...this type of engagement. That's right. And I'll give you a very specific example that we really as a researchand experience and design later the past. We've seen, you know, Iused to. I used to manage a lot of vendors, my organization,my team's. We have research design tools that they you know, that wehire, we use for our methodologies. A lot of times we don't reallyhave an understanding of the value that we're getting from them. We signed adeal and then goes off for a year and we do something, you know. And so how do we bring that into a platform where both parties cansee it and the value that we creating, not only as a design or researchorganization within a company, but then also how that's aligned with our coreobjectives, how to sup high is aligned. Would like, for example, diversityand you know. So some of those core objectives. MEDICEX is providesa platform to make that transparent and we're seeing some amazing traction in the industryfor that. And it's just sounds very simple, but it is one ofthose things which is sounds very simple but it just adds so much valuable internallyand also externals and organization. Cool. One observation, one question. First, I know that you all are going to be successful a because you've attracteda whole bunch of like to really sharp people into the organization and then bethis is we're not. People are the most important, but anyway the be, it's the it's like this, this Duh thing, like this didn't exist, like this seems like it should definitely exist. And this definitely seems likea better way to do all of this stuff that we're doing, those ofus that sell in a be to be environment. So I think that combinationof things, it's absolutely going to be something successful and I'm certain you'll haveto the degree that you may or may not have competition now, like wehave a lot. We have at bomb on that a lot more competition nowthan we did seven or eight years ago, which is at some level is likeoh my gosh competition. At the other level it's like, Oh,this completely validates that this is a thing that should be happening. So Iknow you're going to be successful. Last question here on on Medicx really isI think this is your first go as a chief product officer. Couple takethis, however, anywhere you want, but you know, some of myinterest here is how do you function within the organization, like what is yourrelationship perhaps with other kind of functional or department leaders? And then to likewhat is maybe different about this role then perhaps you expected based on your previousexperience, like what's unique about this role for you personally in the experience thatyou bring to it, because it's a it's a role you've not played directlybefore. Yeah, it's very interesting question anything and something that I probed andreflective at a bid as I was thinking about career moods. Want to answerto two questions right and the first part. One of the things that I'm reallyat meticx we do really well is orchestrating and court across apartments because that, as I said, it's we're small. I mean we're not, you know, a hundred thousand people. We're small, but I think it startswhen we're small. That culture has to build that there's a really good orchestrationhappening across sales. Any of our GTM team's customer success, proct engineering andI run product engineering. So that's one. We're just so much coherence and understandingand transparence across very important part of our culture. So that's one.Number two, from a chief product offer roll, what is it different?How is it different? is a different? Here's why I think Scott I havea lot of respect for him and I think that's which is why he'sso successful, is has been a BUBB for him thirty years, several yearsnow. One of the things he's he's starting to hopefully started to see,which I resonated with is people don't pay for products, they pay for theexperience. And when you bring that experience led thinking and a person who's doneexperience led design, experience of innovation, experienced a product development to and eththose of a company on how products are being built and make experience of forefront, then it's just a matter of a title change or role change. Butwhat I did throughout my career in mostly the BDC space, with somebody tobe is what we're doing in Messx. We're putting experience in the forefront ofour product. How it looks, how it works, how it interacts,how would change his transitions penetrates across different touchpoints, for in a Bob Space. And so if you ask me, am I doing something really different?Probably not. In fact, I think Scott has been really he's probably goingto revolutionize how products are being thought about here in the space. Were bringingexperience to the forefront of how we think at it, you know, ato z period, and so it's been a really cool what I've been herenow seven months, eight months now. It's been really, really exciting andto work with somebody like Scott and the team that we're building. It's justand the space that we're after to eventually build a business value network where biasand suppliers a collaborating on the medic x platform and we have all that informationthat we could use to provide value back to the network and coming round anetwork company. And I think putting all those things in perspective and really usingthat to drive medici x, it's just an amazing right for me, awesome. I'm excited for you, I'm excited for the team, I'm excited foryour customers and, above all, I'm...

...excited for the potential cultural shift thatthis will I mean this goes back to where we were a while ago andI by the way, I had so many questions we'd even get to butI feel like like we need to call it soon. This idea of likeexpectation management. I think once once your customers, customers, have this experience, they're going to want it for themselves in their own customers and they're goingto want it from their other fenders. It's like there. I'm really excitedabout that, the cultural shift that your philosophy could could guide, and soif I can be of help in any way, let me know. Butfor folks who are listening. We mentioned Scott and on and mentioned Scott specifically. That's Scott mccorkle, founder and CEO at metic X. I hosted himhere on this podcast on episode one hundred and twenty three. We called thatone transforming customer relationships with transparency and collaboration, and certainly the way we talked aboutthe work that you're doing, I think transparency and collaboration fit. Willcall this one something different, but that was episode one hundred and twenty three. You was Scott mccorkle. Another one you might enjoy, if you enjoyedthis conversation, is episode ninety seven with Bob Barry. He's the principle UX researcher at answer lab and he's the founder of the Human Computer Mastermind Academy. We called that one, and I used his language on it, howU X drive CX in parentheses in the entire world economy. He made abasic argument that the logic pretty well help for me that U X drive CX and in fact drives the kind of s. That was episode ninety sevenwith Bob Barry. Before I let you go on, and can you giveme two pieces of information and any context you want to add around them.The first is thinking or mentioning someone who's had a positive impact on your lifeor your career, and the second is a company, your brand, thatyou appreciate for the experience that they deliver for you as a customer. Sothis is goes back to the thread that I've, I guess, said throughoutthis discussion. Anything is I don't think there's one. If I could justsay two or three for each of those questions and I'll say why. It'sjust the way I've I've got engineering, you know, psychology and business,just the way I've built my career. So product, I think there areaspects of Apple, I love the brand, just again, a CD and howthey put design and forefront. There's aspects of a product like lift,where the APP is extremely, in my opinion, very extremely easy to use, visual keeps a user in the loop. A product like turb attacks, whichmakes extremely complex tax laws, gives a confidence to user in a simple, systematic way to fill out your tax forms. So there's aspects of thosethree that have all these excited means. Some we were form and so Iwould say those three in a way that that that have resonated quite while acrossbecause of different reasons, and with people who've or a person who's had animpact. I mean, this is so difficult for me to say. I'llsay again three people. One my pag adviser, who's had an instrumental impacton me on on work ethics and commitment to it, to making things rightand being okay to feel, my dad, who've had a lot of. PersonI've had a lot of has had a lot of personal impact on meacross several dimensions. And the third person from a leadership I'd say, iswill CAATH Gart, who I've worked at facebook. I started as a partof his leadership team. Now he runs all the WHATSAPP. Will would beembarrassed I'm even saying this, but he is. His approach to leadership,especially charismatic leadership, is something that has stayed with me. How do youpeep put you a people in front as a leader and let them drive anew early channelizing and how do you approach things with empathy in mind? Sowill my Ph advisor, pad Delucia, who's a professor at Rice University.Now in my dad, who passed away in December. Those three people,I think, are people who've had impact on me and for a different reasons. Awesome, well done. Thank you for sharing that. And if folkshave enjoyed this conversation, which I don't think you'd be listening at this pointif you didn't, how can someone learn more about you or medic x oreven human factors or human center design? If we want to send people onan exploratory journey, we are some places you'd send people who enjoyed this conversation. Oh Man, there's a lot of resource. Obviously you can connect withme on Linkedin. I'm very I really act on Linkedin. Medicexcom reach outto us. If you have any questions, happy to chat. We have awonderful team that will reach out to your needs. And then with respectto human factors, I think there's so many resource. You could do Googlesearch you get a lot, but I think it'shfs Dot Org. HFEES DOTORG is the society that is kind of the body for human factors in youreconomics that has academics, practitioners, students. It's really a good place to startwhen you think about human factors in general. I'd say it's probably areally credible or authoritative source to start. Super I will round those up forfolks who are listening. I put up blog posts with the help of Vivianon our team and some other folks. We put up blog post bombbcom slashpodcast. We drop in a handful of video clips with kind of key momentsin these conversations. I'll round up all of the links that on and mentionedand in some other stuff too, so...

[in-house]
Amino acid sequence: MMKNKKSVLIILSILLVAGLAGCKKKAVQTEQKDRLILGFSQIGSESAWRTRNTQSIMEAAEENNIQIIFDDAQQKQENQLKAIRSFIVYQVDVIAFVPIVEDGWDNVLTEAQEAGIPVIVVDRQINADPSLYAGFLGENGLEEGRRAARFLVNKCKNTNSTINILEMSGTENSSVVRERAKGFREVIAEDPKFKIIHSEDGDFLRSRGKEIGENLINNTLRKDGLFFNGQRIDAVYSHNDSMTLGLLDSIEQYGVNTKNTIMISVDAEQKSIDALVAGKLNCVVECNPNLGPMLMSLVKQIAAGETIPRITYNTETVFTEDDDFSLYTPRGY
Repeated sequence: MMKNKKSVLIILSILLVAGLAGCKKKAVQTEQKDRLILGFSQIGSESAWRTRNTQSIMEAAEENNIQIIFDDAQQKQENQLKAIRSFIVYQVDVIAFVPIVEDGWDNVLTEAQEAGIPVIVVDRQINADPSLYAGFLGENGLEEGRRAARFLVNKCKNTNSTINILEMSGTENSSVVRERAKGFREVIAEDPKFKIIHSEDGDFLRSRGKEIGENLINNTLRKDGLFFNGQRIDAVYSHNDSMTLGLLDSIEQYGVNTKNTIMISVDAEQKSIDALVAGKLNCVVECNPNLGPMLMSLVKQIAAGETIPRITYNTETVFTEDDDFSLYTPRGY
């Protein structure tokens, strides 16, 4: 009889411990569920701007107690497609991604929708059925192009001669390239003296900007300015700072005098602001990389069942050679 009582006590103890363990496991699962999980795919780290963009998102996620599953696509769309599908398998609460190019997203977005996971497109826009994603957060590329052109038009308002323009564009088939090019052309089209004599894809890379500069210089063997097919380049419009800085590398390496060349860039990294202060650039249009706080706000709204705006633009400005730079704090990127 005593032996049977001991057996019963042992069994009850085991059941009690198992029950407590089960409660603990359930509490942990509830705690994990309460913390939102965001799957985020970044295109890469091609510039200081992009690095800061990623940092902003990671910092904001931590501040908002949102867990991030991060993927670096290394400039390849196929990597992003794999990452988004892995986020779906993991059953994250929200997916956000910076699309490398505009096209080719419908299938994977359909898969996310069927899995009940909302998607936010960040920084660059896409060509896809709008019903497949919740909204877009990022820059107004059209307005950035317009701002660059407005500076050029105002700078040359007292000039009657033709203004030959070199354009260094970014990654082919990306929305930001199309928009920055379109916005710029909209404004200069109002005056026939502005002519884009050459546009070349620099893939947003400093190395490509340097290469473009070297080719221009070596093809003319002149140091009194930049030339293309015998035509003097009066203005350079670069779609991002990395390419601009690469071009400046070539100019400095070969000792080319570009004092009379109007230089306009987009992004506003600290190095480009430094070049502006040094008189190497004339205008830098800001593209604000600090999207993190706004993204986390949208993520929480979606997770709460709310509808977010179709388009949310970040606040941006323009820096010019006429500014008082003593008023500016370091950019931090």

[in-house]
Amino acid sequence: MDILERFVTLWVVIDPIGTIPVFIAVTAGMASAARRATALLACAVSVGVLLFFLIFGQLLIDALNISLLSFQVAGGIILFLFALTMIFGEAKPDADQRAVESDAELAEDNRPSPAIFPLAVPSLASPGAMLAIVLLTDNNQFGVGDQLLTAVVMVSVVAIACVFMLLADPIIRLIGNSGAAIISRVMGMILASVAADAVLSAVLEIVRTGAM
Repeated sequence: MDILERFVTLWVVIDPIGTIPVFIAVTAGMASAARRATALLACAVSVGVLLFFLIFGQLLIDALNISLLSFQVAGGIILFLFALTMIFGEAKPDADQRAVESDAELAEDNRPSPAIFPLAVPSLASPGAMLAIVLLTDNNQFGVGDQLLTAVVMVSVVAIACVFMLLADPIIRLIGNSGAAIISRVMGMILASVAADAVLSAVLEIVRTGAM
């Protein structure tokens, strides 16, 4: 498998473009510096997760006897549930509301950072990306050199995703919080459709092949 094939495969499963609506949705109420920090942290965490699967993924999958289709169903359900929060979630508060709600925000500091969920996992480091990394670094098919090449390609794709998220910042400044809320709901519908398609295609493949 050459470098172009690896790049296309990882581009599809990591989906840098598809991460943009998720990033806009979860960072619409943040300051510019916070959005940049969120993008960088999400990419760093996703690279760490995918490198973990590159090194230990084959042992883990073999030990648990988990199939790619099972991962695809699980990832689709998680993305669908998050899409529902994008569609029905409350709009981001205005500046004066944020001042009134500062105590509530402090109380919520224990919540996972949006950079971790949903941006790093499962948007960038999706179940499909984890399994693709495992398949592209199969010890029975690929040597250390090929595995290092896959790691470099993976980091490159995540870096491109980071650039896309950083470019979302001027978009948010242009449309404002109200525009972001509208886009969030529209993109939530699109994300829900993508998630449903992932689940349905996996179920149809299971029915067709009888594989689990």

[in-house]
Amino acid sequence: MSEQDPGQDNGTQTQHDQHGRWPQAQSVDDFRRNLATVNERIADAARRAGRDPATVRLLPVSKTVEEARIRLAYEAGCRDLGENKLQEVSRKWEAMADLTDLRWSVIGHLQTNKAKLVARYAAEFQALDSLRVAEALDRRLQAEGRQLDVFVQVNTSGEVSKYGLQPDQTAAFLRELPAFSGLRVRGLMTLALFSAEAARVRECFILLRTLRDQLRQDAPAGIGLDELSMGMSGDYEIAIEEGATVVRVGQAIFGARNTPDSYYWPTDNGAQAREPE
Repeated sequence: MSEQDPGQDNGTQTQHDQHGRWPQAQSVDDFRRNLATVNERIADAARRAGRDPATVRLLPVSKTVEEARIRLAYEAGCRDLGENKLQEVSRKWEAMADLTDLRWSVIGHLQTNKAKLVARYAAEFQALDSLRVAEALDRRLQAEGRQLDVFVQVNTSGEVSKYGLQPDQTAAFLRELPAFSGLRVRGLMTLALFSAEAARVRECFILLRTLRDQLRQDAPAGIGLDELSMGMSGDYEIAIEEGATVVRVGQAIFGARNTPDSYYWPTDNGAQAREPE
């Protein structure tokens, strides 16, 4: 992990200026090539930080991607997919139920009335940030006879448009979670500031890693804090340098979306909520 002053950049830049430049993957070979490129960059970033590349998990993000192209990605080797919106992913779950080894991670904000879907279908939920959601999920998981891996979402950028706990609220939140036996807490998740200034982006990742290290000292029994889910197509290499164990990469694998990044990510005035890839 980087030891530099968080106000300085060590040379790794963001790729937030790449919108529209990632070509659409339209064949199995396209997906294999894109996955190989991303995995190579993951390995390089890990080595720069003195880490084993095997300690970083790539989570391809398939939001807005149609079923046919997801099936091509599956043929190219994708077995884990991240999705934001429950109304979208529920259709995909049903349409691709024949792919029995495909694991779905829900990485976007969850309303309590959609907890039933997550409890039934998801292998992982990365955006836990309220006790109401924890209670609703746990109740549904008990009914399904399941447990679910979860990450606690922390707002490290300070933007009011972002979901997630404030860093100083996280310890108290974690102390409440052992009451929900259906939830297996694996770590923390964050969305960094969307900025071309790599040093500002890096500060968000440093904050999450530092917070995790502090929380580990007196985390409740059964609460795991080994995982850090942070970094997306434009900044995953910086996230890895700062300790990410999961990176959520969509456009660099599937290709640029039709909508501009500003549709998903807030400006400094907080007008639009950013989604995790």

...you can always visit bombombcom slash podcastif you're on the move and you didn't write any of the stuff down andit got by you. No problem, we've got it all linked up androunded up and we've got some videos too. So thank you for listening and thankyou so much for your time and insights on and I really enjoyed itand again, probably could have done this one is a two hour episode.Thank you for thank you for Hammy. I really enjoyed it. Clear Communication, human connection, higher conversion. These are just some of the benefits ofadding video to the messages you're sending every day. It's easy to do withjust a little guidance, so pick up the official book. Rehumanize Your Business. How personal videos accelerate sales and improve customer experience. Learn more in ordertoday at Bombombcom Book. That's bomb bombcom book. Thanks for listening to thecustomer experience podcast. Remember the single most important thing you can do today isto create and deliver a better experience for your customers. Continue Learning the lateststrategies and tactics by subscribing right now in your favorite podcast player, or visitBombombcom podcast.